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City explores improvement district

by: FILE PHOTO - Woodburn's downtown would gain an enhanced level of services that would be paid for by fees assessed to business owners or property owners under the city's planned Economic Improvement District. Woodburn businesses could be asked to pay a special fee under a new plan introduced at last week’s city council meeting.

The so-called Economic Improvement District would first need to be approved by either business or property owners or both, but would become a mandatory funding source to revitalize commercial and industrial areas around the city.

An enabling ordinance, which the city hopes to have completed by the end of November, would provide the framework to establish the district, which would then need approval from more than two-thirds of business and/or property owners in the district.

Initially, the city would look to create the district downtown, but other districts could emerge along North Pacific Highway, around the Interstate 5 interchange or in industrial areas, said Robyn Stowers, urban renewal manager, during a presentation to the city council.

“The budget is going to depend on who is the managing organization and what they’re going to do with it,” Stowers said. “It would be spread across businesses and/or property owners.”

With city services still limited by revenue shortfalls, but the economy slowly improving, an EID could give a boost to improve the look and feel of business districts throughout the city, said City Councilor Lisa Ellsworth.

“We could have multiple districts in the city in commercial and industrial zones,” Ellsworth said. “Businesses downtown could put in funds to beautify that portion.”

City officials were reluctant to say how much the district would cost or what the boundaries would be before more research is completed.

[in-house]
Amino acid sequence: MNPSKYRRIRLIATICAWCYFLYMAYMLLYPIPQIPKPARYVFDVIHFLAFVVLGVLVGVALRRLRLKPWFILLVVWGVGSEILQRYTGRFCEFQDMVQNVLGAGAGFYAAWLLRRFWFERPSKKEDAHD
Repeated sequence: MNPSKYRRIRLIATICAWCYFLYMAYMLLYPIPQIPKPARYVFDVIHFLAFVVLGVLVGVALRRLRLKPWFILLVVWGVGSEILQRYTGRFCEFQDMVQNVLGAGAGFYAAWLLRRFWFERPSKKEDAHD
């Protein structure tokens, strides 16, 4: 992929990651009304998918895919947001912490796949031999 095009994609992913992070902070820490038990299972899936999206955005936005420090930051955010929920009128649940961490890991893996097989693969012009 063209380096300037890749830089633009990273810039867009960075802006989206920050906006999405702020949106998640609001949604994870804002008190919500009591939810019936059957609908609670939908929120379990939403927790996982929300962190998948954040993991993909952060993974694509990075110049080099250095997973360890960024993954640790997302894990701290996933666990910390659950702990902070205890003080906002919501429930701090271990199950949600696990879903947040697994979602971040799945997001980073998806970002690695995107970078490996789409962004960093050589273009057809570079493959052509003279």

The city will begin outreach efforts with downtown businesses to gain support.

EIDs have been successful in other cities, including Bend and Oregon City. Bend’s program features a variety of services, including a flower basket program, sidewalk cleaning and snow removal as well as events such as a sidewalk sale and holiday tree lighting.

Oregon City’s program features business assistance trainings, public art, promotions and special events such as a Quilting Festival, according to Stowers.

Woodburn has explored creating an EID in previous years, including in the 2010 Downtown Development Plan. Last year, the city had completed a feasibility study which estimated the cost of downtown enhanced services at $21,387 per year for litter patrol, Christmas lights and other services. It broke down different costs by store frontage with annual fees ranging from about $100 up to $800. The study could be used to determine what the future costs of the district might look like.

Councilor Jim Cox said getting merchants to buy into the program would be a critical first step for the success of the program.

“The idea has great possibilities,” Cox said. “Some of these services would never be done by city government. But businesses have to buy in to the concept. It can’t seem like we’re shoving it down their throats.”

The city will host a community presentation of the EID Nov. 18 at 9 a.m. The presentation will be in English and Spanish. The public is invited to attend the meeting, which will be held at City Hall, 270 Montgomery Street, in Woodburn.




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